I used to love running. Running has been my link to sanity in every difficult moment of my life. I ran as a child, as a teen and as an adult. I ran short and long distances and I’ve always loved running in the hills. I love running downhill and taking flight almost as much as I love running up hill and feeling fire in my lungs.
When I can’t shut my brain off I go for a run and it fixes everything. It’s been my meditation, my therapy and my joy.
With he onset of Rheumatoid Arthritis I went from running a few miles a day to not being able to walk upstairs in my house almost overnight. In addition to the toll it took on my body there was a huge price to pay emotionally. Without being able to move well I was antsy, grumpy and sad all at once. I’d watch people run past me and stare wistfully.
In the last few months a combination of medicines has allowed me to exercise again. I can take long walks and hikes and still feel okay and I can even run a few miles without aches.
I’ve worked up to a four mile run. Rheumatologists will tell RA patients that you should exercise only to the point where you don’t feel joint soreness an hour or a day afterward. What’s been difficult for me as a former athlete is that my old mindset was to exercise to the point of pain. Not extreme pain, but in order to grow muscle strength you need to push it and feel something, a strain, fatigue… light pain.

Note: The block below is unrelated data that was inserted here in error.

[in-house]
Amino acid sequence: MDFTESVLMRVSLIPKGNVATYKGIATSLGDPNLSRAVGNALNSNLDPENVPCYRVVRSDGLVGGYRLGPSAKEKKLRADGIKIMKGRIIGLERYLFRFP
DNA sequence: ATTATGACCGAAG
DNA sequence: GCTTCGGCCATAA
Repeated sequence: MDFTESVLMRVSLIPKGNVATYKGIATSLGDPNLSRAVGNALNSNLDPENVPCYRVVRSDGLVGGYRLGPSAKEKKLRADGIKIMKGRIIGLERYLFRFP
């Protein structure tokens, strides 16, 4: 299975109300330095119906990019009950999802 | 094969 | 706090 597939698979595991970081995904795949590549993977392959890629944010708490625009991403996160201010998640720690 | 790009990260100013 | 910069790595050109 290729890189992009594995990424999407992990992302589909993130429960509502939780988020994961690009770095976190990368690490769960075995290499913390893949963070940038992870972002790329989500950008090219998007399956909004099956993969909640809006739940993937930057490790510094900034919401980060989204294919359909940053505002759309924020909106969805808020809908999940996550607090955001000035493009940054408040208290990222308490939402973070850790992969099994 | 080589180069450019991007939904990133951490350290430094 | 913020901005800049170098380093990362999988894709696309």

Exercising when you’re an RA patient means stopping before there is pain and it’s a wholly unsatisfying experience.
Today I did a flat four miles of interval training. I would run at a slow but steady pace for 3 minutes and then walk for one. My hips didn’t hurt, my ankles and toes felt fine an hour later and even this evening. I never lost my wind. I never felt a burning in my chest and I never lost track of time.
My new normal isn’t leaving me happy.
I’ve signed up to run a half marathon in April and it looks like I’ll need to readjust my goals. I won’t be running. I’ll be walking because it’s the only way that I’ll be able to make the distance without injuring my joints.
I should be incredibly grateful that I have the ability to do this long walk. I’m not there yet. Maybe this race (though I’ll hardly be competing with anyone) will be a milestone that can help the disappointment dissipate.
I wish I was running. I’m trying to not look at walking as a defeat.